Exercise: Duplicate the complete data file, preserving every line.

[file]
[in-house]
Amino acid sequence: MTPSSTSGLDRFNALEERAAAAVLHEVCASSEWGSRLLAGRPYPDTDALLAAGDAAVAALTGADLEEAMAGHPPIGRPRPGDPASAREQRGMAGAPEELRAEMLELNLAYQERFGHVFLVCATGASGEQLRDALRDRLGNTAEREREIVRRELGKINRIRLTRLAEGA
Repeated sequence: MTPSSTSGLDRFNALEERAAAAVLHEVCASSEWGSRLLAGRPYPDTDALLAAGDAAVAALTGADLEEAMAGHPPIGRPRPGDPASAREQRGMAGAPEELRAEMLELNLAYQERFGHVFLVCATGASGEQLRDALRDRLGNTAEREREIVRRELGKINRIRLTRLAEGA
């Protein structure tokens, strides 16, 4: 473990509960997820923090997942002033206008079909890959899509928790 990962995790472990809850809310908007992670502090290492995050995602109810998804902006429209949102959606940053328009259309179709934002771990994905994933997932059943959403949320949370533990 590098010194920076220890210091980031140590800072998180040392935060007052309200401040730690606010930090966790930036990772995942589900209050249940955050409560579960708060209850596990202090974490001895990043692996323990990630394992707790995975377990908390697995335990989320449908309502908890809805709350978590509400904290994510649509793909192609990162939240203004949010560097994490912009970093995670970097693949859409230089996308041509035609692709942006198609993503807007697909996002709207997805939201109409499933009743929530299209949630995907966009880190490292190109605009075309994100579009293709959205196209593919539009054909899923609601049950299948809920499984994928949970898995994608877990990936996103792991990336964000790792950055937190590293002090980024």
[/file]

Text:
[in-house]
Amino acid sequence: MTPSSTSGLDRFNALEERAAAAVLHEVCASSEWGSRLLAGRPYPDTDALLAAGDAAVAALTGADLEEAMAGHPPIGRPRPGDPASAREQRGMAGAPEELRAEMLELNLAYQERFGHVFLVCATGASGEQLRDALRDRLGNTAEREREIVRRELGKINRIRLTRLAEGA
Repeated sequence: MTPSSTSGLDRFNALEERAAAAVLHEVCASSEWGSRLLAGRPYPDTDALLAAGDAAVAALTGADLEEAMAGHPPIGRPRPGDPASAREQRGMAGAPEELRAEMLELNLAYQERFGHVFLVCATGASGEQLRDALRDRLGNTAEREREIVRRELGKINRIRLTRLAEGA
């Protein structure tokens, strides 16, 4: 473990509960997820923090997942002033206008079909890959899509928790 990962995790472990809850809310908007992670502090290492995050995602109810998804902006429209949102959606940053328009259309179709934002771990994905994933997932059943959403949320949370533990 590098010194920076220890210091980031140590800072998180040392935060007052309200401040730690606010930090966790930036990772995942589900209050249940955050409560579960708060209850596990202090974490001895990043692996323990990630394992707790995975377990908390697995335990989320449908309502908890809805709350978590509400904290994510649509793909192609990162939240203004949010560097994490912009970093995670970097693949859409230089996308041509035609692709942006198609993503807007697909996002709207997805939201109409499933009743929530299209949630995907966009880190490292190109605009075309994100579009293709959205196209593919539009054909899923609601049950299948809920499984994928949970898995994608877990990936996103792991990336964000790792950055937190590293002090980024």